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Several East Asian countries have sounded the alarm, fearing a new mysterious virus has emerged in China. China has officially announced the infection of 300 people with the virus, a new strain of the Coronavirus and similar to that causing SARS. Injuries have also been reported in Japan, South Korea, Thailand and Taiwan. The virus infection is able to pass from person to person, raising fears of its spread globally with travelers celebrating Chinese New Year. What do we know so far about this virus?
At least six people have died so far in China after being injured With a mysterious new virus The virus that causes SARS, along with 300 casualties recorded, Which raises fears of an outbreak as the Chinese New Year approaches.
Cases have also appeared in Japan, South Korea, Thailand and Taiwan. AndSeveral Asian countries and the United States imposed Airport control for passengers arriving from the Chinese city of Wuhan, which is 11 million, is the epicenter of the epidemic.
Here’s what we know about the virus:
This disease is a new strain of the Coronavirus family, which includes a large number of viruses. These viruses may cause harmless human diseases such as the common cold, but they are also a source of more serious diseases such as SARS (acute respiratory syndrome).
This virus is close to the epidemic that caused SARS in 2002 and 2003 and resulted in 744 deaths worldwide (349 in mainland China and 299 in Hong Kong) out of 8,096 cases, according to the World Health Organization.
Genetically speaking, “there are 80% of the similarities between the two viruses,” said Professor Arnault Fontane, in charge of the Epidemiology Unit for New Diseases at the Pasteur Institute in Paris, to Agence France-Presse. Both viruses cause acute respiratory infections.
China informed the international scientific community about the genetic sequence of the new virus.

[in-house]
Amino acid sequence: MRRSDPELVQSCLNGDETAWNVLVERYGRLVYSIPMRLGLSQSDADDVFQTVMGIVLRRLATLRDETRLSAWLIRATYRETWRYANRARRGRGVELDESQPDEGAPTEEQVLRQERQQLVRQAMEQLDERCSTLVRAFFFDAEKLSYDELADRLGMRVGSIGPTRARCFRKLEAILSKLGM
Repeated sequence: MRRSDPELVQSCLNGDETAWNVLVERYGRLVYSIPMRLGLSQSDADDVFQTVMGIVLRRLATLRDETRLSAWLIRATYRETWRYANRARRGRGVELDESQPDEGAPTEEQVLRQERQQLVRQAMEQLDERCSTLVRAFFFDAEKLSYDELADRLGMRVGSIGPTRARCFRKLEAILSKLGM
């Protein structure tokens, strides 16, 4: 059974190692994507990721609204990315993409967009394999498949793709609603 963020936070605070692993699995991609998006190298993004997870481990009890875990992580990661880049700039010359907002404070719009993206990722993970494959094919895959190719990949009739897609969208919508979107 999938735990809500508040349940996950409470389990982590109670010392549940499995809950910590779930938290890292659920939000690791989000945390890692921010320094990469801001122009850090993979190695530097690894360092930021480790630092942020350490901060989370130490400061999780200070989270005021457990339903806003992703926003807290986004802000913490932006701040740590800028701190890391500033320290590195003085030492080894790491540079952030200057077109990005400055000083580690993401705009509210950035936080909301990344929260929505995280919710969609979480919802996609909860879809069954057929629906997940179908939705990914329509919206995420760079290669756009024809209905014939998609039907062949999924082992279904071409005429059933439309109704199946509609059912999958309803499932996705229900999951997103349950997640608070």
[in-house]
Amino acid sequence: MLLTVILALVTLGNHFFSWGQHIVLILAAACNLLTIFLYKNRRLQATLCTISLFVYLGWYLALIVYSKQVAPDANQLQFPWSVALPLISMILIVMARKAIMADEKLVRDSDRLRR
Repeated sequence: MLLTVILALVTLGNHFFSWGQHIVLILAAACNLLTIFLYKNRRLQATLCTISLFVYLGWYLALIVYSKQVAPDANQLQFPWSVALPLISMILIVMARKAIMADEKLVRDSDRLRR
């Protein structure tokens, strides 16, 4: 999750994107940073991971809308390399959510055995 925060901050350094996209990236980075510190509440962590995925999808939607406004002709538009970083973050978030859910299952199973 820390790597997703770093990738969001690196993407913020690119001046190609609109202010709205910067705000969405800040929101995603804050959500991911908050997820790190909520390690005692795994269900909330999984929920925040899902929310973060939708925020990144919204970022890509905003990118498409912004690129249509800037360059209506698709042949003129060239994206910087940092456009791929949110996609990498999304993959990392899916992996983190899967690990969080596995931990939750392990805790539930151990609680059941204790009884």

His infection is transmitted between humans
On Monday, the World Health Organization considered an animal to be the “most likely primary source” of the virus “with limited transmission between humans through close contact.”
The virus was detected in Wuhan (central China) in December by patients working at a wholesale market for fish and seafood, which closed on January 1.
China has confirmed by world scientist Jung Nanshan, a influential member of the National Health Commission, that the virus is spreading among people.
Doctor Natalie McDermott of Kings College University in London says the virus is spreading through very small droplets that spread into the air when sneezing or coughing.
Doctors at the University of Hong Kong published a study on the outbreak of the virus, estimating the likely number of infections in Wuhan at 1,333. This number is similar to the cases that Imperial College London estimated last week.
Both estimates exceed official figures indicating about 300 cases, with 922 patients being monitored in Chinese hospitals.
It seems less dangerous than SARS
The symptoms of this epidemic are less serious than those of SARS. “The severity of this virus is less than SARS,” says Fontanet.
According to the Wuhan authorities, at least 25 patients among the 200 people injured in the city have left hospital.
“It is difficult to compare this epidemic with SARS,” said scientist Jung, who helped assess the scale of the SARS epidemic in 2003. “It is mild and the lungs are not affected as is the case with SARS.”
For his part, Professor Antoine Flaho, Director of the World Health Institute at the University of Geneva, told Agence France-Presse, “But this is of greater concern” because individuals will be able to travel before the symptoms are exposed.
Hundreds of millions of people will travel in China to celebrate with their families on New Year’s Day, which begins Saturday.
“Wuhan is a major center and the level of vigilance must remain high because the approaching Chinese New Year celebrations mean traveling,” said doctor Jeremy Farrar, director of the British Wellcome Trust.
Is it a global health emergency?
On Wednesday, the World Health Organization (WHO) is holding an emergency meeting to determine whether a “global health emergency” should be declared, which happened with the outbreak of SARS. This is only used in the event of more serious epidemics.
The WHO did not use this characterization except in rare cases of outbreaks of epidemics requiring strong global action, such as the H1N1 flu in 2009, the Zika virus in 2016, and Ebola fever that struck West Africa between 2014 and 2016 and the Democratic Republic of the Congo since 2018.
For its part, Beijing announced on Tuesday that it classifies the new epidemic in the same category with SARS. Isolation becomes necessary for people who have been diagnosed with the virus. Quarantine can also be applied.